By  on March 10, 2005

NEW YORK — Jacques Moret, one of the activewear industry’s quiet giants, is making some noise as it celebrates its 30th year in business.

Moret is manufacturing Everlast’s women’s apparel under a new licensing deal and is in the final stage of signing a partnership with fashion designer Alvin Valley.

The company has a large and growing stable of activewear brands that crosses many distribution channels. In addition to Everlast and its core Jacques Moret label, the firm also makes products under license for Jockey, Spalding and Etonic, as well as Danskin’s Freestyle line sold in Target, and private label products for a range of stores.

In an industry sector known for brands that blast their images across different media, Moret founder and president Joey Harary prefers to be subtle about the accomplishments of his firm.

“I like to keep a low profile,” Harary said during a rare interview from the company’s headquarters at 1411 Broadway here. “We aren’t looking for publicity and we don’t want to be in the spotlight.”

He said Moret is on an aggressive growth track, while declining to give exact sales for the firm.

“I think we could be a $500 million company within the next five years,” Harary said.

Everlast is a “significant opportunity” for the company and it will likely become its biggest brand in terms of sales, he said.

“This is an historic brand with a lot of integrity,” he said. “With all of the attention boxing is getting now, the brand is stronger now than it ever was.”

Under the terms of the licensing deal, Moret will pay about $12.5 million in minimum guarantees to Everlast. At the end of that period, Moret has the option of signing a 99-year license for women’s apparel rights for about $30 million.

The 95-year-old Everlast brand is world renowned for its boxing products, and its women’s business recently got a boost from the success of the Oscar-winning movie “Million Dollar Baby,” which features its products. The brand is also getting marketing exposure from the new boxing reality TV show “The Contender” which premiered on NBC Monday night. Everlast is the exclusive supplier of apparel, footwear and equipment for the show.“Everlast has a lot of momentum right now and it’s a reflection of all the effort we have put into building the brand over the last five years,” said Seth Horowitz, Everlast’s executive vice president.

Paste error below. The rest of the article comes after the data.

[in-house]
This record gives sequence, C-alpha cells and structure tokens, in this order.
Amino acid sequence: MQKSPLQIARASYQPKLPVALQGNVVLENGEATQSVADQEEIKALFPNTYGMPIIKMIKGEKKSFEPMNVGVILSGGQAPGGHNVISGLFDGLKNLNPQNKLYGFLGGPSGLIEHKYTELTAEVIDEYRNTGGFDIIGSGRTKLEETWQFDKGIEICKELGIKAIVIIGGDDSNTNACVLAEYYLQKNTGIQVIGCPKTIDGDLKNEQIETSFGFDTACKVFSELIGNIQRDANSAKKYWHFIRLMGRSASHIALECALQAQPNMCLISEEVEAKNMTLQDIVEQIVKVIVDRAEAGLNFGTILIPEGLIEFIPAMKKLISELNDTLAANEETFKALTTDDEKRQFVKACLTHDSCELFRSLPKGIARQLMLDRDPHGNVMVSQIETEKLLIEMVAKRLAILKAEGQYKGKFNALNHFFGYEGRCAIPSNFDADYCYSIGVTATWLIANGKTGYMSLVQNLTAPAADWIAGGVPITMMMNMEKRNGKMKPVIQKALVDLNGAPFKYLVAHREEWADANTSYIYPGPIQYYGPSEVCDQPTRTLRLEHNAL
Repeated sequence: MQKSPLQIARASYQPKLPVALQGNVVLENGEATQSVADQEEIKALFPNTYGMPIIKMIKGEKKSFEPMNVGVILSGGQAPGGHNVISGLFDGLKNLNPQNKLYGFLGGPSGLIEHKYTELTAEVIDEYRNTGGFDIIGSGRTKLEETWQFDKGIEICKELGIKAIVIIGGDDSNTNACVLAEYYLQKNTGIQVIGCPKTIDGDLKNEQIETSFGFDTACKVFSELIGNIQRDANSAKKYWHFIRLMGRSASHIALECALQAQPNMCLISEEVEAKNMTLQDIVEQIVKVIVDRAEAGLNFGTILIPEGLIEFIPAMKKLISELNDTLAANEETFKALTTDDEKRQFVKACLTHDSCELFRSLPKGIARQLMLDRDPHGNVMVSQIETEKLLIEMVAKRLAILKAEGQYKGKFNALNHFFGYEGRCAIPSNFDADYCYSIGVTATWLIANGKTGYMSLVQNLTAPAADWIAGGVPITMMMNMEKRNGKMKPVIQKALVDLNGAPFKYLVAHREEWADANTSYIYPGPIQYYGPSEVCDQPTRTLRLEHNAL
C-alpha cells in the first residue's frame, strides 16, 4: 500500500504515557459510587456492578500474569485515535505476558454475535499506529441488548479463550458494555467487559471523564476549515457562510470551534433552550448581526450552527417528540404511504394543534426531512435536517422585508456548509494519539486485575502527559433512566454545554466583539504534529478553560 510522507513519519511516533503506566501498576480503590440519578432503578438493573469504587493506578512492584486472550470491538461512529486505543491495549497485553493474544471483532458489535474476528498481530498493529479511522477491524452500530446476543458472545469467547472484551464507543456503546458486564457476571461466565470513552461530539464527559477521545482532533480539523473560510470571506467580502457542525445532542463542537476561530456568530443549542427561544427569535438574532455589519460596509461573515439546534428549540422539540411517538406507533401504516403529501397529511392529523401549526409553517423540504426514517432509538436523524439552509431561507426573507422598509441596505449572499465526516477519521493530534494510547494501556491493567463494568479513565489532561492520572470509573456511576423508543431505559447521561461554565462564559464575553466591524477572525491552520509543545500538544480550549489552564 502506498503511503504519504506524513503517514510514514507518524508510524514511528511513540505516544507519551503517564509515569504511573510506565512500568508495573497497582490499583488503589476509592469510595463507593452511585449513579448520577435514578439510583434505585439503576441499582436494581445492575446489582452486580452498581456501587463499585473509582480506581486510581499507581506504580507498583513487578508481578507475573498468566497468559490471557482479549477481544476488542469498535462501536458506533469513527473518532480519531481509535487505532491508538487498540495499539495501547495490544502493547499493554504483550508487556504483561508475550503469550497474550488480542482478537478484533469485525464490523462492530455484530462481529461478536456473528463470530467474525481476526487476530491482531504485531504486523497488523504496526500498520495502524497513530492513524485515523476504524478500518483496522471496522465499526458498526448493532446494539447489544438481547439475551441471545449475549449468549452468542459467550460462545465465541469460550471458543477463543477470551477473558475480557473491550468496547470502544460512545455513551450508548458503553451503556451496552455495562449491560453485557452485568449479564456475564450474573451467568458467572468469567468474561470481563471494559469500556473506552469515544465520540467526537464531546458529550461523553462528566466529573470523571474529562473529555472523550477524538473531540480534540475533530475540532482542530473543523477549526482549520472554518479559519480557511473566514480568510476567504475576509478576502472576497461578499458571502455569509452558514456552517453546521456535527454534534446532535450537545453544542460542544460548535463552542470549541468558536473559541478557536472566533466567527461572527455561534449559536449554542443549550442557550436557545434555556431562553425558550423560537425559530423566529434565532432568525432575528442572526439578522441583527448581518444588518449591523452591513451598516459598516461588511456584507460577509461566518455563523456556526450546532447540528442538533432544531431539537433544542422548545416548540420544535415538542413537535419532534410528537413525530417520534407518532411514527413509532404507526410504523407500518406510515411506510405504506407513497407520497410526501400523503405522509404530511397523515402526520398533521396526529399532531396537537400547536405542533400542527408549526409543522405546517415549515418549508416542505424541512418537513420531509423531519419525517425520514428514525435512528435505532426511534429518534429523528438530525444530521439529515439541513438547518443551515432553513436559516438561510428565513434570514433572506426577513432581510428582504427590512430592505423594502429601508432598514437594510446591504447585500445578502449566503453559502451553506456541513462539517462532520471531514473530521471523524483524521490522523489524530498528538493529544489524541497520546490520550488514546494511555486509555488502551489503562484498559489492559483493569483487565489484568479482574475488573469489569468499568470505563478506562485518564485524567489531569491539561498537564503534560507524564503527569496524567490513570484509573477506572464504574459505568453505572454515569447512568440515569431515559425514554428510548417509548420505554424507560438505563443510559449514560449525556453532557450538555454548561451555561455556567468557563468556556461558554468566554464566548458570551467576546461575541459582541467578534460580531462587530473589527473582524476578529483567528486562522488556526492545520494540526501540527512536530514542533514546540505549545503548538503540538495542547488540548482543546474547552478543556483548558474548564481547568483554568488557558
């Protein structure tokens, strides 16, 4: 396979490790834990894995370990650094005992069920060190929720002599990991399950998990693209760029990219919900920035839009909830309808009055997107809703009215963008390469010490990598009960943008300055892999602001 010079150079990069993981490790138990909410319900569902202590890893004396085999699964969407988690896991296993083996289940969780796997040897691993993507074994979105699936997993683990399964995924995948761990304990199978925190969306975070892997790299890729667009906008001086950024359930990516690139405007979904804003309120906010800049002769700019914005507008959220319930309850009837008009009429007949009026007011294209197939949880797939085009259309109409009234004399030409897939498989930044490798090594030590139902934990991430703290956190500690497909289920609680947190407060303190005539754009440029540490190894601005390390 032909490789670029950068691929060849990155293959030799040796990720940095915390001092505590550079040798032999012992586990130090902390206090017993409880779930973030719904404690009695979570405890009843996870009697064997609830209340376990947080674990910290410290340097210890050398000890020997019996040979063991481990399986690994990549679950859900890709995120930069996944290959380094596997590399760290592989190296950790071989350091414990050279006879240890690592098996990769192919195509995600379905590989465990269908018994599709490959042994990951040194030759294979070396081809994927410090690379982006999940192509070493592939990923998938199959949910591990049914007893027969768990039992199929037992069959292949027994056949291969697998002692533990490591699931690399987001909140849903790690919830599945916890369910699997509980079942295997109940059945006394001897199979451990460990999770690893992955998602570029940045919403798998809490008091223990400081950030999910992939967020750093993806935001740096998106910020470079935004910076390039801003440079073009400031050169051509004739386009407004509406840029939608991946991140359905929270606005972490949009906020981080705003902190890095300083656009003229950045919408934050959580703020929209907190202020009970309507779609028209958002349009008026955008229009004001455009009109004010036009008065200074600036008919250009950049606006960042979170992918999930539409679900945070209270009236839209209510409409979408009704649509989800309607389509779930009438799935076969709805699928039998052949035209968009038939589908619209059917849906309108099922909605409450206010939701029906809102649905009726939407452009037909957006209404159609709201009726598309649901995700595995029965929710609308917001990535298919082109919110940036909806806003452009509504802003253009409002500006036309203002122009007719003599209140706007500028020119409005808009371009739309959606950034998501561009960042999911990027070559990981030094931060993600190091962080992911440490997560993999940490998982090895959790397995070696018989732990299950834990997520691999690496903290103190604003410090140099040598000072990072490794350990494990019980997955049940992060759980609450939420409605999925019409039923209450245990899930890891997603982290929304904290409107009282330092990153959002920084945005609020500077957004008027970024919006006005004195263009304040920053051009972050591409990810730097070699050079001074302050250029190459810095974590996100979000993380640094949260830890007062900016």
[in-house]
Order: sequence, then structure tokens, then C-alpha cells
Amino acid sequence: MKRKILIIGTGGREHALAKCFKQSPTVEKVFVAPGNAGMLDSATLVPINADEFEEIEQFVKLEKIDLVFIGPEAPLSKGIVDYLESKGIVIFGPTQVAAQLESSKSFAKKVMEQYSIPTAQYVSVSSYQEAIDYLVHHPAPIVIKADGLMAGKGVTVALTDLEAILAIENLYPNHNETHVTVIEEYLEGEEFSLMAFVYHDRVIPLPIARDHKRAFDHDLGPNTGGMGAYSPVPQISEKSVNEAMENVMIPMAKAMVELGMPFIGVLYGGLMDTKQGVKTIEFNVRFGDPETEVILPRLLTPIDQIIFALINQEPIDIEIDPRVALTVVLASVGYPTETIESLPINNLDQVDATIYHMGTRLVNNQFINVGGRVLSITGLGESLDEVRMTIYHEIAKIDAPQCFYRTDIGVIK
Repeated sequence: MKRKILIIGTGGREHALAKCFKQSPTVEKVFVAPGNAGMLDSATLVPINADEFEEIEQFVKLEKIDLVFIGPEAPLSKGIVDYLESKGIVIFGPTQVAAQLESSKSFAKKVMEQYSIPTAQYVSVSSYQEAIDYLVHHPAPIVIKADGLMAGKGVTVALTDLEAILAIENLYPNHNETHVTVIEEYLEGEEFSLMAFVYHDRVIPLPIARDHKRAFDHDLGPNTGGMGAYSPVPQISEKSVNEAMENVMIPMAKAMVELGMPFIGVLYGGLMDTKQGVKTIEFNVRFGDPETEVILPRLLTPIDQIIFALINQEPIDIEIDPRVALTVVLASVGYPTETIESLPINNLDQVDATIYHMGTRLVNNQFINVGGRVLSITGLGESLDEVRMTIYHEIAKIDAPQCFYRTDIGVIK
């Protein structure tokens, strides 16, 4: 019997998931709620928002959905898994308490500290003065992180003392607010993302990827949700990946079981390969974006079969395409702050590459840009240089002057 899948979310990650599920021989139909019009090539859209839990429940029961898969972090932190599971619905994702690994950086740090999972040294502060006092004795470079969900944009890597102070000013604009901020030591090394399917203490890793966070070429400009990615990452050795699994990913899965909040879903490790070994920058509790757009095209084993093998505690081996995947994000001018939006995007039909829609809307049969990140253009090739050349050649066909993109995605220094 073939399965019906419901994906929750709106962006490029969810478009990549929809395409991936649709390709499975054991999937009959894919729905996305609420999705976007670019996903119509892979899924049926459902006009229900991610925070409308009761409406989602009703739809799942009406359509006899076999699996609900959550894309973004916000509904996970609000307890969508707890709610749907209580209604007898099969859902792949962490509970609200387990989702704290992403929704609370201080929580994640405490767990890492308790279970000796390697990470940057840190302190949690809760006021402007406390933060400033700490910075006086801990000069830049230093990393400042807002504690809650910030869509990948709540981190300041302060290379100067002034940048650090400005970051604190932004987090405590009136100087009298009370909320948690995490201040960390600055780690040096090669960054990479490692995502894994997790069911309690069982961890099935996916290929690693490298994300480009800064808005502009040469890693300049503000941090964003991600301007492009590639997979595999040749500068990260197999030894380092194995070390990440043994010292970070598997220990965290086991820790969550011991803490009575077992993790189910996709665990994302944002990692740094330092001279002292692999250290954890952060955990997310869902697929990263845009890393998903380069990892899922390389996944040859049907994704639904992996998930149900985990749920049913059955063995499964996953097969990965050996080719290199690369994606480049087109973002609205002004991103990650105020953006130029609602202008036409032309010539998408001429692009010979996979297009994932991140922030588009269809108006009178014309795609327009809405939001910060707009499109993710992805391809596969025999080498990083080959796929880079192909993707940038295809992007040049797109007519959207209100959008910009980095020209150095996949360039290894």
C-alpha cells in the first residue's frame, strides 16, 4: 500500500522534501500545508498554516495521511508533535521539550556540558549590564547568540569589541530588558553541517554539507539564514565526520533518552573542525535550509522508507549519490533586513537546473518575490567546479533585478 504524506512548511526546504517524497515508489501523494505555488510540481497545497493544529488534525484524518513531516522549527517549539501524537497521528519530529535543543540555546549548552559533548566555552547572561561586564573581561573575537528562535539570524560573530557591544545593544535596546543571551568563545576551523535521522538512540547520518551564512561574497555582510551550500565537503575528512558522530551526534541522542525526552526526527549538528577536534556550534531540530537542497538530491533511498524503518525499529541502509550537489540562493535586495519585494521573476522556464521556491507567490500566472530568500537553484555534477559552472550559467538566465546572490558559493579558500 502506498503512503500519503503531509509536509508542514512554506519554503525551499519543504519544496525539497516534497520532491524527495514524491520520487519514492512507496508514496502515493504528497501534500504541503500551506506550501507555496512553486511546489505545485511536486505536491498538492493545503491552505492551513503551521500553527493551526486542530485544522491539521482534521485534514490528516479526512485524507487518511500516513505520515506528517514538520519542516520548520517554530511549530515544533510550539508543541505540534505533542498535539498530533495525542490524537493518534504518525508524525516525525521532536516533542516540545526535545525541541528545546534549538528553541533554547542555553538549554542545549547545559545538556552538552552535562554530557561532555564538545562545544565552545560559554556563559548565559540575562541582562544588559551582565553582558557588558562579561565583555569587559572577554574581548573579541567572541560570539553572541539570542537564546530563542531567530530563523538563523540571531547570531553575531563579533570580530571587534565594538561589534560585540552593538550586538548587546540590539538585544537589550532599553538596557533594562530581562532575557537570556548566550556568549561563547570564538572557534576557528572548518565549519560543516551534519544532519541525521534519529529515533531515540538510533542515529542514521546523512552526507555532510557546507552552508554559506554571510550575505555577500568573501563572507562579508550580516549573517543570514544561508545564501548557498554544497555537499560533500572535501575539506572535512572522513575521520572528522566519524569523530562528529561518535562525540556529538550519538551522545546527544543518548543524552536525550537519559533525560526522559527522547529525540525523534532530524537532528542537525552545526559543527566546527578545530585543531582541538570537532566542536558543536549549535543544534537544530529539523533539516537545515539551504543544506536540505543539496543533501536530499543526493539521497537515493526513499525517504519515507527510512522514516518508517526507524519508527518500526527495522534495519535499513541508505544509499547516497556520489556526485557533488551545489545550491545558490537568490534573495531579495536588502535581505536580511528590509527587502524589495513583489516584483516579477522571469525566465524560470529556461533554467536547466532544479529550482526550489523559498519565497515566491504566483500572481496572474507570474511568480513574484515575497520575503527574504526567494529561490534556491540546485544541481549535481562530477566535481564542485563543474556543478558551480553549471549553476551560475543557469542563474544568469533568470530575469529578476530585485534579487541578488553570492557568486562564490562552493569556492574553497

Horowitz said his company is working closely with Moret to develop women’s and build the brand.

“Jacques Moret has vast experience in the women’s activewear market and strong alliances with management at various retail firms,” he said. “And they have great sourcing abilities.”

About 11 Everlast staff members came to Moret to oversee the transition in areas such as design, sales and operations. Harary noted that the Everlast women’s line is evolving and will likely see more product changes in coming months.

For fall, the first season Moret is making Everlast women’s, the line includes a wider selection of technical fabrics and even incorporates them into some of the athleisure looks. Many of the offerings have Coolmax and Everlast’s proprietary EverDri fabric, and among some of the other new looks are a “skant,” a skirt and pant combination, and a cotton, polyester and Lycra spandex collection that includes hoodies and low-waisted bootleg pants.